Introducing the team: Abby Bartlett, research assistant

Hello everyone, I am Abby Bartlett and have recently graduated from St. Thomas University with my BA. I majored in Native Studies while attending STU and in 2017 I graduated from NBCC with the title of Environmental Technologist. My educational background has prepared me for what I currently focus on as I contribute to the project. I started on the CEDAR project in April of 2024 and am currently working on Study Three, Participatory Action Research. My focus on Study Three is to amplifying Indigenous voices, and part of that started with analyzing 30 declarations made by Indigenous Nations regarding nuclear waste. I have also written an article amplifying the voice of Chief Akagi, and the Passamaquoddy Recognition Group Inc, which was posted in the NB Media Co-op. Chief Akagi has requested to have a public hearing to review any new governance arrangement for the Point Lepreau nuclear reactor on Peskotomuhkati homeland. The article was published today and can be found HERE. I am excited to see what comes next as the CEDAR project continues!

Introducing the Team: Janice Harvey, co-investigator

Hi. I’m am an Assistant Professor in Environment and Society at St. Thomas. This is a program unaffiliated with any particular department in which students can earn a Major (as a double major) or a Minor. The first 25 years of my working life was spent with the Conservation Council of NB, an environmental advocacy group formed in 1969 – one of the oldest in Canada. So my academic second career is informed by many years as an advocate and activist in provincial and federal environmental politics. Before working at CCNB, I began my activism as a member of the Maritime Energy Coalition, the group formed in the 1970s to oppose the construction of the Point Lepreau nuclear plant in New Brunswick. So I cut my political teeth on energy issues opposing nuclear power and advocating for a soft energy path, a term coined by Amory Lovins. Forty-five years later, energy issues remain front and centre as we strive for a liveable future in the face of climate change, widespread toxic and radiological contamination, biodiversity loss, and personal and global insecurity. The CEDAR project is one of many initiatives helping to map out that future.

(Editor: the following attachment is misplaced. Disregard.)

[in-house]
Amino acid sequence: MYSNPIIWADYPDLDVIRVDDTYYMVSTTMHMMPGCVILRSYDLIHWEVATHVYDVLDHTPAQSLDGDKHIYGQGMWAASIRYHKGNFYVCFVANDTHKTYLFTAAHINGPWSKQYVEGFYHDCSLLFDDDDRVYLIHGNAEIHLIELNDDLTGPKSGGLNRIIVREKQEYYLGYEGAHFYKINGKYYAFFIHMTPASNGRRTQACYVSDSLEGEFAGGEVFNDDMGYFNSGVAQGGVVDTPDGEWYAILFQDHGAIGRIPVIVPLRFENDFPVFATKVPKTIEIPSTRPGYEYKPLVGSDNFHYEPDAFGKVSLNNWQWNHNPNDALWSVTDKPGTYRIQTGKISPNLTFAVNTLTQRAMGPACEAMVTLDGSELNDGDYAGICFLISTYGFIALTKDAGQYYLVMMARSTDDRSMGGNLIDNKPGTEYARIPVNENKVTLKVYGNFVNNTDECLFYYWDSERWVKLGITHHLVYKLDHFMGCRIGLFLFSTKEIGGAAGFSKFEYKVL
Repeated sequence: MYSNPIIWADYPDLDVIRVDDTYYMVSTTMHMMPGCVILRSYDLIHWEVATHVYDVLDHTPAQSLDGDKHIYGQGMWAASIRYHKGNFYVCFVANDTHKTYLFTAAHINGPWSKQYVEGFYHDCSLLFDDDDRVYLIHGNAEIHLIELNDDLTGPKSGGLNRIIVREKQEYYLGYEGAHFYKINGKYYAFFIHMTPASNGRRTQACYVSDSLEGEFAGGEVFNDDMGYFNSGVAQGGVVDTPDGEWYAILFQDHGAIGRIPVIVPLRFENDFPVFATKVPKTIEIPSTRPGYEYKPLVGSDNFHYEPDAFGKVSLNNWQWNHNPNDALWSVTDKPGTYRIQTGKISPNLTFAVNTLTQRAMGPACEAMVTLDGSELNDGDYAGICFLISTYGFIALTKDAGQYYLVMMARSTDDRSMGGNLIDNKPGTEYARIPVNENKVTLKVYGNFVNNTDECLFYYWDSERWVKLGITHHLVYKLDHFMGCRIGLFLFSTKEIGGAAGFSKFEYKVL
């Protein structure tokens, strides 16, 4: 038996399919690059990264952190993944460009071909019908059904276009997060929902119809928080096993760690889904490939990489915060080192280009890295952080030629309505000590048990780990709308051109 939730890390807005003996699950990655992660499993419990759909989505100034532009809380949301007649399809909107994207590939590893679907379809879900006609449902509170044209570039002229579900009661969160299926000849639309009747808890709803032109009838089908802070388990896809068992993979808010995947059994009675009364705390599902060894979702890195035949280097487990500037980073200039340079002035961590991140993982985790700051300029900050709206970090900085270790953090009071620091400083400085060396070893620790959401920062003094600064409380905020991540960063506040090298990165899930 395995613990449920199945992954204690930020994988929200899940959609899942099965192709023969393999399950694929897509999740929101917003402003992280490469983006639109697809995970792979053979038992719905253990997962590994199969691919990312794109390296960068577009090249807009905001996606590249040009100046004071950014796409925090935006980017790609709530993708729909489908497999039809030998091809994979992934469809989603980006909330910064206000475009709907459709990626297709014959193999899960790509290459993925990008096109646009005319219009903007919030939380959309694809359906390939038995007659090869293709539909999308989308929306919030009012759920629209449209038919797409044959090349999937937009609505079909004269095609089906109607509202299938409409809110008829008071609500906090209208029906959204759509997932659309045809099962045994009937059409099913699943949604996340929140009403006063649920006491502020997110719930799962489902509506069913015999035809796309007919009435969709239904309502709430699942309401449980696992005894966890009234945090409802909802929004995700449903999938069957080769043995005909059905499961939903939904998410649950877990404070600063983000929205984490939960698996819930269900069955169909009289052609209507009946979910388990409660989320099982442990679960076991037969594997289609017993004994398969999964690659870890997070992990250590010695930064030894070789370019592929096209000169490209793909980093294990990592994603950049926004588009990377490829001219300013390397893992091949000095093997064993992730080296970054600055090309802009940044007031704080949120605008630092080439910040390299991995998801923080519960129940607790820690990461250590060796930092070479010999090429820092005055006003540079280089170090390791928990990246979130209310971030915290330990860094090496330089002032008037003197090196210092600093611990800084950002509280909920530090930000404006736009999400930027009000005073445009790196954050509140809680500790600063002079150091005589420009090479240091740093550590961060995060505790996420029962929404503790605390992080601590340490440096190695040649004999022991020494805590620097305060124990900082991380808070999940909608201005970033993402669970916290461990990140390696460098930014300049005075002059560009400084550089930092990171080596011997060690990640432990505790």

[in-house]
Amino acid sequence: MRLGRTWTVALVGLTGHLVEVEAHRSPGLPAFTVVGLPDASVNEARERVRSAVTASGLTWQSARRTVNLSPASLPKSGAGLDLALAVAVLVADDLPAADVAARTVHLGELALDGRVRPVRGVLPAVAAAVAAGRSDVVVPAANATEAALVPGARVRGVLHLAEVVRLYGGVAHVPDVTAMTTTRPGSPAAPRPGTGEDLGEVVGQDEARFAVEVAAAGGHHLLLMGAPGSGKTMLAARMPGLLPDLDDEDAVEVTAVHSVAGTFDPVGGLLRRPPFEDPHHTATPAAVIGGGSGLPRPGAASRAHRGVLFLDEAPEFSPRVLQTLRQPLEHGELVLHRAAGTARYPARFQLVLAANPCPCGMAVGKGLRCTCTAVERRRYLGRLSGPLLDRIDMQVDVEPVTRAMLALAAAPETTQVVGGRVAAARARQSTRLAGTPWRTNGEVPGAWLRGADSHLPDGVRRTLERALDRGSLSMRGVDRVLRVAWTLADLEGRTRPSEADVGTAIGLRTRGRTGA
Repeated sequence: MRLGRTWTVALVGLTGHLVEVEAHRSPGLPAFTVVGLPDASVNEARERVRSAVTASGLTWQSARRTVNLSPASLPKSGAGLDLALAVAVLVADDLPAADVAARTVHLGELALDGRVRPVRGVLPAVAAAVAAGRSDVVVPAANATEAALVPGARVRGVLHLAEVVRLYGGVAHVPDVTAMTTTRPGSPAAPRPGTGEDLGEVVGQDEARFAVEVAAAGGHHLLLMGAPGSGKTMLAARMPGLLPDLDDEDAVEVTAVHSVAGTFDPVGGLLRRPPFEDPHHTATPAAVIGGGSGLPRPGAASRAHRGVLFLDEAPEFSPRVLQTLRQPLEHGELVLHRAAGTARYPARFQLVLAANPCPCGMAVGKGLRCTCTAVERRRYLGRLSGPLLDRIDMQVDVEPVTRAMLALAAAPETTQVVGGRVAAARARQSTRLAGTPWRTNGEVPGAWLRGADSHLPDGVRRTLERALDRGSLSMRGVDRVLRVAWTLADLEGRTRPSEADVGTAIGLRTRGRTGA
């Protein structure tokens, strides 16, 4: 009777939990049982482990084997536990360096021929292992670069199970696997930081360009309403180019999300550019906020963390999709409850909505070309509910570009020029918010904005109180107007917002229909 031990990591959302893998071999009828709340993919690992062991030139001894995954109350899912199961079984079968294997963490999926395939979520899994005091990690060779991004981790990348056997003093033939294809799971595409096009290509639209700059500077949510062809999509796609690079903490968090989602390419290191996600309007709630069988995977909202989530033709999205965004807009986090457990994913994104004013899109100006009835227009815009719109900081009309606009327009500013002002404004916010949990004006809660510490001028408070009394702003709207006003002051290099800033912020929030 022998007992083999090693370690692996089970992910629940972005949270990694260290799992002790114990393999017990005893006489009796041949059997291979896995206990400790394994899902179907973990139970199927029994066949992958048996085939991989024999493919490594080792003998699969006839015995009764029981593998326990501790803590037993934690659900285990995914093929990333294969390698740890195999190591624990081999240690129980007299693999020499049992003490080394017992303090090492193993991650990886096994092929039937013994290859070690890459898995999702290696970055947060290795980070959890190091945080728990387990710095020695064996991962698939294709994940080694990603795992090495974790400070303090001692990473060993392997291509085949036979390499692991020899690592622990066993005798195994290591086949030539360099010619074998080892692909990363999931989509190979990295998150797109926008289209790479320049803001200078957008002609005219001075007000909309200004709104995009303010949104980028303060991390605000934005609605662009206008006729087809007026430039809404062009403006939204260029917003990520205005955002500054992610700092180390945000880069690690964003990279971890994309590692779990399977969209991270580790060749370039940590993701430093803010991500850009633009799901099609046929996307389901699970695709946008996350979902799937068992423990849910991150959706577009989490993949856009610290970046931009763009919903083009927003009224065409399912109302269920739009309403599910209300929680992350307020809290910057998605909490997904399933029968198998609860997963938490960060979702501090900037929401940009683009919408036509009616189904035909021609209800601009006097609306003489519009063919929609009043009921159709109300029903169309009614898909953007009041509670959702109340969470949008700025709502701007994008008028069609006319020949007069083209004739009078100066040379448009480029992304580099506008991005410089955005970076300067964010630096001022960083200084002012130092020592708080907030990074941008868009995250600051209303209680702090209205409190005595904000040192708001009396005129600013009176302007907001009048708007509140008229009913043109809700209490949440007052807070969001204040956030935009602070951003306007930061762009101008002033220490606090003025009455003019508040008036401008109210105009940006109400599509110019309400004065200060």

Introducing the Team: Emma Fackenthall, research assistant

Hi, my name is Emma (she/her). I am a third-year undergraduate student at St. Thomas University in Fredericton, New Brunswick double majoring in Environment & Society and English Language and Literature and double minoring in History and Criminology & Criminal Justice. I have been working on the CEDAR project since September 2023 on Study 1: Media Analysis with Dr. Susan O’Donnell, Dr. Janice Harvey, and fellow research assistant Erin Hurley. In the winter of 2023, I was also a Research Assistant for the Plutonium Project led by Dr. O’Donnell and Dr. Harvey.

My work on Study 1 so far has consisted mainly of article coding. Erin and I have been coding articles from the NB Telegraph-Journal for dominant voices, media types, and energy technologies discussed. Once done with those articles, I started to code articles from the NB Media Co-op in the same way, and I am now attempting to do the same with the French newspaper Acadie-Nouvelle. Étant bilingue, je peux travailler sur ce projet aussi bien en français qu’en anglais !

The plan is to compare 54 articles discussing nuclear technologies from the NBTJ, NB Media Co-op, and the Acadie-Nouvelle to see what ideas and voices are the most dominant in each. This data will be used to write a scholarly article on hegemonic and counter-hegemonic nuclear energy discourses in New Brunswick media.

That’s a little about me and what I do! When I am not working on this project or in school, I like to write, bake, hike, garden, camp, kayak, and read.

We’ve been busy!

We’ve been busy raising awareness and deconstructing the promotional material of the nuclear establishment, in particular the false idea that more nuclear energy should be central to climate action plans. Sharing facts and exposing industry spin about nuclear energy is important work. False nuclear ‘solutions’ to the climate crisis are intended to delay climate action and shift our focus away from the real transition work that we all need to be doing. Check out all our new articles on the publications page.

We’re now preparing to present our research at academic conferences at the Social Sciences and Humanities Research Conference at McGill University in Montreal in June. More on this soon!